LTE is not 4G (yet)

Juha Ristimaki, Nokia Siemens Networks
03 Sep 2009

LTE is sometimes called a 4G standard, which is actually not correct as it merely satisfies the 3GPP requirements for a 3G standard. In reality, international standardization bodies, such as 3GPP and ITU, have already set high-level requirements for 4G technologies, and those will be met by LTE-Advanced.

The goal for LTE-Advanced is to provide "peak data rates equal to or greater than those of wired networks, e.g., FTTH or VDSL2. It will also maintain an equivalent quality of service compared to wired networks and compatibility with current 3GPP systems, but with a reduced total cost of ownership."

The target peak rates for downlink and uplink speeds are 1 Gbps and 500 Mbps, respectively. These are obviously significant and challenging. However, peak rates are deceiving in real networks as it is rare that individual users can enjoy those speeds, and the reality is often one-tenth of the peak. That is why for operators and end-users the more important figures for performance are rates at the cell edge, average user throughput and spectrum efficiency.

In that regard, the following performance targets have been set in comparing LTE-Advanced to LTE:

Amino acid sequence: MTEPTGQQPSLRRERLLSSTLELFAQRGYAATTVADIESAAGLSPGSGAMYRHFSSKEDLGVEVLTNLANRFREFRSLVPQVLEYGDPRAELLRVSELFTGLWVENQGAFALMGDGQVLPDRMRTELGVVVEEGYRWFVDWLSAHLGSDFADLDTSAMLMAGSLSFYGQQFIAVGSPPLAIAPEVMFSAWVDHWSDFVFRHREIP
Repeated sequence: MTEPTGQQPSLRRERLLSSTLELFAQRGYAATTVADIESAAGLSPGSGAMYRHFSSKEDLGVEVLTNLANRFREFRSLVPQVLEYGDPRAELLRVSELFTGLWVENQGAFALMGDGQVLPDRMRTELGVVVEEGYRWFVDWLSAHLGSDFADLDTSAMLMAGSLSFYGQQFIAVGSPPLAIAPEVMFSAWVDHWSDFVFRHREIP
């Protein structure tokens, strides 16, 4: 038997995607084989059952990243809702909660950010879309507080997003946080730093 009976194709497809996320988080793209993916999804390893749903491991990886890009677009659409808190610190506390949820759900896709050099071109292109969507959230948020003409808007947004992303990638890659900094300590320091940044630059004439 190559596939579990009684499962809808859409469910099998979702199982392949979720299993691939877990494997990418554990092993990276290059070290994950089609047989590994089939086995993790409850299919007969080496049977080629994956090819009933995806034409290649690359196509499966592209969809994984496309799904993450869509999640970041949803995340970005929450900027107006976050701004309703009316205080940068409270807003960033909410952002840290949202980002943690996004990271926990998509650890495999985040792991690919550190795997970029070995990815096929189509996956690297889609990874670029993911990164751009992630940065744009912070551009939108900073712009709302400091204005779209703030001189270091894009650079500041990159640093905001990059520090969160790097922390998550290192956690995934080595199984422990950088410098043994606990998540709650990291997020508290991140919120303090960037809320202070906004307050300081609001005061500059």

• Cell edge user throughput two times higher than that in LTE
  • Average user throughput three times higher than that in LTE
  • Capacity (spectrum efficiency) three times higher than that in LTE.

Should these be met, then it will ensure that not only users near the antenna benefit from the technology, but also the average user, located at different distances from the base station.

To meet these goals, the industry must develop many new innovative technologies and successfully integrate those to form cost-competitive solutions. As the LTE-Advanced standardization is still in its early stages, candidate technologies remain to be selected, but include relay nodes, UE dual TX antenna solutions for SU-MIMO and diversity MIMO, scalable system bandwidth exceeding 20 MHz, up to 100MHz, flexible spectrum usage, cognitive radio, interference management and suppression, asymmetric bandwidth assignment for FDD, hybrid OFDMA and SC-FDMA in uplink, and uplink/downlink inter eNode-B coordinated MIMO.


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